Do you like to experiment with new cuisines, cooking styles, methods?

That’s a multi-part question, but let me start by saying that I prefer to stay with the tried and tested. Within the broad gambit of Indian vegetarian cooking, I like to try out dishes from different parts of our vast country with its diverse cultures – but I haven’t really experimented going beyond this. In that sense, I am more conventional. For example, I am not likely to try out dishes way beyond my horizon such as Middle Eastern cuisines, or traditional European fare.

When it comes to cooking methods, so much has changed over the years. Over time, gadgets have come to ease the manual element in our cooking – making it that much easier. For example, the microwave oven has become the popular idiot box of the kitchen – making things quicker and more efficient. Like many others, I too have started using the microwave to cook traditional Indian food with amazing results.

When I first began cooking, we did not have many of the modern-day conveniences one takes for granted. We had to grind the batter for idli and dosa manually, using our time tested grinding stone. Likewise, spice powders needed to be pounded and powdered fresh – virtually from scratch, each time you started a cooking session.

When did you start your blog, Cooking with Shobana?

I took to blogging in March, 2013 – at a stage in my life when I had a little free time on hand. My husband had retired by then, and my children had gone to pursue their own careers My blog is my passion and since it is about cooking, the two are closely intertwined. The more I cook, the more I blog, so to speak.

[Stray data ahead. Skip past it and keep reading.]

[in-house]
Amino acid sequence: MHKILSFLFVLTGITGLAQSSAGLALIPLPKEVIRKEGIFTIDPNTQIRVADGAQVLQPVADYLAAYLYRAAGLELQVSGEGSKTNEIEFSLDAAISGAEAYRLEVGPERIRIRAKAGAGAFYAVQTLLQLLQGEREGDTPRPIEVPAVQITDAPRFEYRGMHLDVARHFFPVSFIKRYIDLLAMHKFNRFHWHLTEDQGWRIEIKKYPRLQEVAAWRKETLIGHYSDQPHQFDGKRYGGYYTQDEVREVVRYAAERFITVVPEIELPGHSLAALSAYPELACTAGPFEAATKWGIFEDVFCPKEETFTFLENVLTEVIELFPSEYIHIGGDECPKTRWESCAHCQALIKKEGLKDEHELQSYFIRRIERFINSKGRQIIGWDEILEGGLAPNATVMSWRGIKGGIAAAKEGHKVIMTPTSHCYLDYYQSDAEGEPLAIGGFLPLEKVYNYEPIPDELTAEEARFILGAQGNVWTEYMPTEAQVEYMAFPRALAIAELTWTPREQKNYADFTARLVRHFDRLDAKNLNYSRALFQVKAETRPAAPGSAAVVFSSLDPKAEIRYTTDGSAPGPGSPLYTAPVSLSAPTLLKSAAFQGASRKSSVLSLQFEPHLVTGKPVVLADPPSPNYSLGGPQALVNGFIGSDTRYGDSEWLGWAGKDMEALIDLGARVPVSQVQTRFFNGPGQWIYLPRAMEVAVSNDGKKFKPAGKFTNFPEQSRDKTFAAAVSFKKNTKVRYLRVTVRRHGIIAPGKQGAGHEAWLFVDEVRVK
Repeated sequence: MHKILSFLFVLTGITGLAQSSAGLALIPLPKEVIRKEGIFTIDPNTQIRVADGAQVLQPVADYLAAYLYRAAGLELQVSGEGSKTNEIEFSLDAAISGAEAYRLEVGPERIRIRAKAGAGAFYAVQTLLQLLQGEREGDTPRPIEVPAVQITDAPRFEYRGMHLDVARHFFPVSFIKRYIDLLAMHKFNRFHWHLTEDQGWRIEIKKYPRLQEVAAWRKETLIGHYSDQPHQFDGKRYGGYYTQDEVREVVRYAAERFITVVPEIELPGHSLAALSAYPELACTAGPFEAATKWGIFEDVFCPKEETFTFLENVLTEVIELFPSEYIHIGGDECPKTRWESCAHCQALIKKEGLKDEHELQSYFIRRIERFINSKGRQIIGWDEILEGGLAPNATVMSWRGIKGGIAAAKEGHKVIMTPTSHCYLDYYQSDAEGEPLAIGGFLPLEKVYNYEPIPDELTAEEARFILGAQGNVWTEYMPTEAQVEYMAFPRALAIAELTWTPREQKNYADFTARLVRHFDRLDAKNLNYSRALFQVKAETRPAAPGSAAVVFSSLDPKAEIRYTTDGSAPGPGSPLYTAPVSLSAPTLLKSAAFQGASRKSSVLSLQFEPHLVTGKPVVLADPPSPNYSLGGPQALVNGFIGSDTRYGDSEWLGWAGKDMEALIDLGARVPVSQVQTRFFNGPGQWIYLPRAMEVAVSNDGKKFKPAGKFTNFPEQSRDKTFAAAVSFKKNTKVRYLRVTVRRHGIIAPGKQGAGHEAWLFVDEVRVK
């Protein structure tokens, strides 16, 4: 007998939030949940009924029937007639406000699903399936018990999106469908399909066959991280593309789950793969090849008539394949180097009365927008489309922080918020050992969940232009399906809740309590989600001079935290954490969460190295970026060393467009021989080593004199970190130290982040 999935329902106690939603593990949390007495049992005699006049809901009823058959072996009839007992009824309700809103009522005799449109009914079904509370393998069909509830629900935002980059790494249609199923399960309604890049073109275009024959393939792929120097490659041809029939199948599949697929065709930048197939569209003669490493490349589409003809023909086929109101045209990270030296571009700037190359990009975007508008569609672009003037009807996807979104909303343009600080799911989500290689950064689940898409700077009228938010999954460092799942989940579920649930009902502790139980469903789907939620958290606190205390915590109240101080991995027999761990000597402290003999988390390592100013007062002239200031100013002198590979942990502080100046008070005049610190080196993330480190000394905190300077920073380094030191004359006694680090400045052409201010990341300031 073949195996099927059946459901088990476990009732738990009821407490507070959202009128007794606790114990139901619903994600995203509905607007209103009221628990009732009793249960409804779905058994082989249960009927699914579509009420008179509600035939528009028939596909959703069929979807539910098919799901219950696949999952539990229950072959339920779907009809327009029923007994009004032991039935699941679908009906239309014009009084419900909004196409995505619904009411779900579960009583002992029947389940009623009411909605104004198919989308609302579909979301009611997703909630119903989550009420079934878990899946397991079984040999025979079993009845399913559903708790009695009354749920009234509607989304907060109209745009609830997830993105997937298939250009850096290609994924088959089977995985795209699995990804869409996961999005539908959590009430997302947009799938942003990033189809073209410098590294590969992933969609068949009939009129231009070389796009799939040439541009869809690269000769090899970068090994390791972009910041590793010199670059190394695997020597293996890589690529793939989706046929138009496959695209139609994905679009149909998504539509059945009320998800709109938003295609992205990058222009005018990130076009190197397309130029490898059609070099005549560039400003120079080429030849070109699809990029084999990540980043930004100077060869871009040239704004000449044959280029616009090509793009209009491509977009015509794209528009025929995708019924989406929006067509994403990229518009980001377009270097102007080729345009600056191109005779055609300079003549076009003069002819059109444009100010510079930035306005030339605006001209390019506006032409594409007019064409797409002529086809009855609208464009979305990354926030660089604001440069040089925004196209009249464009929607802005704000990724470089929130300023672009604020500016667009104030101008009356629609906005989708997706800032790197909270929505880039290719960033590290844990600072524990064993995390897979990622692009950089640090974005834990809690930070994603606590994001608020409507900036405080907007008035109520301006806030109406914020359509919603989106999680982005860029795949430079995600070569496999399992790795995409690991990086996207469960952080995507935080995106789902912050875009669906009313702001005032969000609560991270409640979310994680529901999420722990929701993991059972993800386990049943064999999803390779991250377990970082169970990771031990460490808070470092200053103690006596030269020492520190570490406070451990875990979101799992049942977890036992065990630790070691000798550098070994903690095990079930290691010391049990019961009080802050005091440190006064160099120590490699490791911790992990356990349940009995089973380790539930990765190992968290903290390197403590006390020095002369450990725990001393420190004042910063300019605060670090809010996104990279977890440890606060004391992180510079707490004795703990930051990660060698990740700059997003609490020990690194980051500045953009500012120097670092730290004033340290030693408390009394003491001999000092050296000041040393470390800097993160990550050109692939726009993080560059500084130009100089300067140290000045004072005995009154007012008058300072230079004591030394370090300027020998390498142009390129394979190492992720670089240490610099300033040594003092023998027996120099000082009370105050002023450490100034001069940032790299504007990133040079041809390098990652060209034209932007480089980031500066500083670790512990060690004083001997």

As far as I can recall, it started off as an album in my personal Facebook page called “I Love Cooking.” I began to share pictures of dishes that I had made and these were just images without any recipes. Friends who liked the album suggested I share recipes along with the pictures.

As the name suggests, Cooking With Shobana is about sharing a collection of recipes, some cooking tips, and useful hints. The recipes largely cover Indian vegetarian cuisine, and I love to share whatever I know or have learnt over the years.

Looking at site visitors, I have logged 2.2 million page views or hits as of now. I hope it will cross the milestone of 25,00,000 or 2.5 million in the days to come!

Who is your support system for the blog, in keeping it updated?

My husband has always been a major source of inspiration and support. An author and blogger himself, Prem thought it would be useful to set up a blog for sharing, interactions and being visible in the big wide world. He took me through the entire setting up process, and got me up and running.

He continues to be my partner in the blog and is my biggest supporter. I do all the cooking while he does the photography. I suggest the plating and presentation and we sort of do this and the content generation and uploading together. It is a team effort we are proud of.

Are your recipe formats easy to cook with? Especially for young enthusiasts / couples trying their hand at cooking for the first time.

I like to keep things simple. The objective is to help even a novice with a set of easy to understand instructions and guidelines. We don’t use fancy expressions preferring simple, basic kitchen terminology. I recognize that readers from all over the world may not be familiar with many of our terms, so I do take pains to add helpful comments wherever possible.

I also think people (men and women, these days) would find my blog working like a companion guide. That’s why it is useful to see things from the reader’s point of view – in order to make the recipes easy to follow, right down to the final stage of serving the dish.